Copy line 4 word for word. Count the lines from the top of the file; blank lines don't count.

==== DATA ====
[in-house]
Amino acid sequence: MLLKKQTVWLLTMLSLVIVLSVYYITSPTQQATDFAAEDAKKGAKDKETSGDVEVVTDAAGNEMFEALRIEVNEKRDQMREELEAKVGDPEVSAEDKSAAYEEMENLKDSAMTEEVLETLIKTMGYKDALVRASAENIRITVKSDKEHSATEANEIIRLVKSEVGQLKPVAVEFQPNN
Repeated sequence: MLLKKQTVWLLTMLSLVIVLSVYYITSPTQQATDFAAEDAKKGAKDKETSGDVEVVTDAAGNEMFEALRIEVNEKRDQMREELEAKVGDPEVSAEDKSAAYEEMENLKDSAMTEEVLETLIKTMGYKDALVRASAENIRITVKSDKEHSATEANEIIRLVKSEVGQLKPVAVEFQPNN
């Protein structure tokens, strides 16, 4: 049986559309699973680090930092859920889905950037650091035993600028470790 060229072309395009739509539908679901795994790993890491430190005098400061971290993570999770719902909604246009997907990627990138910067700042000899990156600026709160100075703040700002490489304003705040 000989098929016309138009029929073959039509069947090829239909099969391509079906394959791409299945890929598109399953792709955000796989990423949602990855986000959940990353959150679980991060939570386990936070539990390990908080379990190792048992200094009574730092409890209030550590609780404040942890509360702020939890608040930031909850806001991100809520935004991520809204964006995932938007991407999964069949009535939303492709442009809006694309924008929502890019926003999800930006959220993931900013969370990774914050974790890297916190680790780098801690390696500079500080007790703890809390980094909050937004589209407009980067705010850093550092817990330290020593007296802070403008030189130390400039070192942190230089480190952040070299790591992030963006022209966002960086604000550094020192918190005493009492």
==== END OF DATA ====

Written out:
């Protein structure tokens, strides 16, 4: 049986559309699973680090930092859920889905950037650091035993600028470790 060229072309395009739509539908679901795994790993890491430190005098400061971290993570999770719902909604246009997907990627990138910067700042000899990156600026709160100075703040700002490489304003705040 000989098929016309138009029929073959039509069947090829239909099969391509079906394959791409299945890929598109399953792709955000796989990423949602990855986000959940990353959150679980991060939570386990936070539990390990908080379990190792048992200094009574730092409890209030550590609780404040942890509360702020939890608040930031909850806001991100809520935004991520809204964006995932938007991407999964069949009535939303492709442009809006694309924008929502890019926003999800930006959220993931900013969370990774914050974790890297916190680790780098801690390696500079500080007790703890809390980094909050937004589209407009980067705010850093550092817990330290020593007296802070403008030189130390400039070192942190230089480190952040070299790591992030963006022209966002960086604000550094020192918190005493009492």